Our unity is of the Spirit, and our bond is of peace. On the evening of the day that Jesus rose from the dead, He appeared to His disciples and the first words He spoke were, Peace to you. Then He gave them the Spirit and told them to forgive sins. That’s what unites us. We are sinners who are called to the Way by the Word of forgiveness. It’s a humble Word, a meek Word, a patient Word, a loving Word. It defines our way.
The Unity of the Spirit Is the Bond of Forgiveness
Being thus united, there are no longer a bunch of individuals who happen to be of the same mind. There is one body and one Spirit, just as you also have been called in one hope that is of your calling, one Lord, one faith, one Baptism, one God and Father of all (vv 4-6a). One.
One body. The one body is the body of Christ, the body that hung bleeding on a cross, the body that rested in a grave, the body that rose from the dead. You are incorporated into that body of Christ because He gives you His body to eat and His blood to drink. Like branches to a vine, you have been grafted into the flesh and blood of Jesus. Every member is distinct, but all contribute to the whole. Even the most insignificant member is important. When you wake up in the middle of the night and stub your pinky toe, your whole body is immediately concerned, bends over and cares for it.
One Spirit. But you are more than the sum of your parts. If you get your appendix taken out, you don’t cease being you. Your self, or your soul is everything about you that makes you, “You.” Likewise the body is more than the sum of its members. The Spirit binds you together with all believers in Christ—here at Trinity, New Haven and across all space and time.
One hope. Hope is faith in a future reality. This one body and Spirit seem hopelessly fractured. Not only are there Lutherans, but also Catholics, Baptists, Methodists, Presbyterians, Episcopal, and the list goes one. One body? Hardly. But that doesn’t mean to quit pressing on for the truth. You have a promise that when Christ returns the sons of God will be revealed. In every church where the Word of God is still preached, Christians are being made, even if their beliefs are sometimes inconsistent with what Christ teaches. The hope of our calling is that our Lord will reunite all believers—not by the political works of men, but by the divine work of a new creation.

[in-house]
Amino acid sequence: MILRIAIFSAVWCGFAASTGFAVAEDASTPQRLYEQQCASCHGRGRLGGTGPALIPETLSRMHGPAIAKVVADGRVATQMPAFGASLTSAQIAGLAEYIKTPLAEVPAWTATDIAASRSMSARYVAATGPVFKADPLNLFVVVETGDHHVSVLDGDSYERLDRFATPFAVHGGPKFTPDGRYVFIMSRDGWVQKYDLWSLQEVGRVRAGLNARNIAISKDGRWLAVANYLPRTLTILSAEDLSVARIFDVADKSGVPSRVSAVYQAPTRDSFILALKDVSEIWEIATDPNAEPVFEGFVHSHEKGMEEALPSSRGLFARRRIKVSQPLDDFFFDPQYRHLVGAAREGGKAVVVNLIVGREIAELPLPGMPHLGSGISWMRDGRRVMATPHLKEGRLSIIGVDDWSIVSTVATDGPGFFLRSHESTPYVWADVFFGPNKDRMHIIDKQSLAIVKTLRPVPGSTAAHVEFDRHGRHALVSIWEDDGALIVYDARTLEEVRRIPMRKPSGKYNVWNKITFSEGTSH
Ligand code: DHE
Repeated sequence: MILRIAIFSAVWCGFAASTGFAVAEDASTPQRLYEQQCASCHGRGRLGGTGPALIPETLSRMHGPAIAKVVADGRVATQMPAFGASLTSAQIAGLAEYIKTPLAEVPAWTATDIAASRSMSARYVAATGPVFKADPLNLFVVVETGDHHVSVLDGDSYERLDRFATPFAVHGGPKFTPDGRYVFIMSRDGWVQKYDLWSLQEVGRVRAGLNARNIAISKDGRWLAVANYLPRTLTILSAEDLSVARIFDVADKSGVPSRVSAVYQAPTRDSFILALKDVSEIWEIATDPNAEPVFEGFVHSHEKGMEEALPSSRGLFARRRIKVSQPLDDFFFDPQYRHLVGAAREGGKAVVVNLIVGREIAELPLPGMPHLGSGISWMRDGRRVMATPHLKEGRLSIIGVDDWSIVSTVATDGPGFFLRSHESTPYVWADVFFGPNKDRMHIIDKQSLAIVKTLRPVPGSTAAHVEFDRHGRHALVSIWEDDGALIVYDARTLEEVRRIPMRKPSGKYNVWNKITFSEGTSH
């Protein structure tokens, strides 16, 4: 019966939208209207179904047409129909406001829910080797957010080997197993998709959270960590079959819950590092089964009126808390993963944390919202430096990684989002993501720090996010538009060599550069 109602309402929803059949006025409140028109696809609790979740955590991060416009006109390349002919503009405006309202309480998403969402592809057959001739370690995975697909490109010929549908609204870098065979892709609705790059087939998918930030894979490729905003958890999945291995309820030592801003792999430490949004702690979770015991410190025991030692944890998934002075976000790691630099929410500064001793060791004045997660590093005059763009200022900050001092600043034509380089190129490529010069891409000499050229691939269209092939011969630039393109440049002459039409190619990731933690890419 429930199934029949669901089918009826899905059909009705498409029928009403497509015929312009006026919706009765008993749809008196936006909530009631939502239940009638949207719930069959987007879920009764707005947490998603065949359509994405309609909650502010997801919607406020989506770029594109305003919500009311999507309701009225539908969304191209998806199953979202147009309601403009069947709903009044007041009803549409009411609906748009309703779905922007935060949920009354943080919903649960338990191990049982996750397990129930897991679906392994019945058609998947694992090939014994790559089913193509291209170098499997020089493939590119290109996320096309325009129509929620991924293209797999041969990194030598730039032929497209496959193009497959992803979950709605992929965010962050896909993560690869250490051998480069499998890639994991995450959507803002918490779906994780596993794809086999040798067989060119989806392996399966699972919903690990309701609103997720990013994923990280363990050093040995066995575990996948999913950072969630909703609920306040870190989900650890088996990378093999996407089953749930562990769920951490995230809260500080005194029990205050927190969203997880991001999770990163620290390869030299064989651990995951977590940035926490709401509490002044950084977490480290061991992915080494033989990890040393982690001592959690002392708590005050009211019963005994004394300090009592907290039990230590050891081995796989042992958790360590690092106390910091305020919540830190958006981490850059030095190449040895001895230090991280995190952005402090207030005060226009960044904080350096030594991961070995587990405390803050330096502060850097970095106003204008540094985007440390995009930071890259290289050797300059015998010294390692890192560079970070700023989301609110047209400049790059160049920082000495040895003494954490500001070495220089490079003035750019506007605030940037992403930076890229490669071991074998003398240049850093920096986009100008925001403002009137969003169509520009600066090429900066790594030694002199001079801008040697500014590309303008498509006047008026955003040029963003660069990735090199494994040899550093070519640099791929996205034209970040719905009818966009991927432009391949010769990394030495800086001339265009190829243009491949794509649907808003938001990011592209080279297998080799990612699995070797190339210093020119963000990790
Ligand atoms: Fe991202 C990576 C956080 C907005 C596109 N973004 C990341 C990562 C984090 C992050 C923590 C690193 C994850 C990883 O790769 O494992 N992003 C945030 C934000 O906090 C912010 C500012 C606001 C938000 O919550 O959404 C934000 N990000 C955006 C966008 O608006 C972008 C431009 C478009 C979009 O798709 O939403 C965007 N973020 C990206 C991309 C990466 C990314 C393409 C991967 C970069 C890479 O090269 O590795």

One Lord. One Lord Jesus Christ. He is the head of the body, that which causes it to live and breathe and move. The body submits to the head because the head is concerned for each and every member of the body. Husbands, you are a picture of this, as you are the heads of your wives, which means that you nurture her and care for her and love her as your own body.
One faith. Faith is not your creation, but a gift from God. It’s given and implanted in you by the Spirit whenever the Word is preached and the Sacraments are given. Faith is what clings to the promises of God. Faith instinctively receives the gifts.
One baptism. Water is where the bond of peace is first made because baptismal water isn’t just water, but water and the Spirit. It’s what you all have in common. One baptism. Even when all else fails, you can confess with the Large Catechism, “Nevertheless, I am baptized!”
One God and Father of all. The Church, body of Christ, is a divine family. Because you have been incorporated into Christ, you are also incorporated into the life of the Holy Trinity. So, when you address God, the name He gives you isn’t Almighty or Most Excellent or Terrible Judge or any other honorific, but Our Father. Even if your earthly family pales in comparison, God is a God of the fatherless and the widow. He is the Father by whom all other fathers are known. He is above all, and through all, and in all (v 6b). Trinitarian.
Now, working backwards from the Fatherhood of God, baptism bestows faith in the Lord Jesus Christ, whose death and resurrection give you the hope of your own resurrection, where you will be united by the Spirit, who is the Lord and giver of life, revealing the body of Christ. This is the goal of the Way that we are walking. It begins with baptism and ends with resurrection and eternal life. That’s the gift and promise that’s found in the water: by baptism you are united in the divine household of the Holy Trinity.
Blessed be the Holy Trinity, now and forever.
In the name of + Jesus.
Jacob W Ehrhard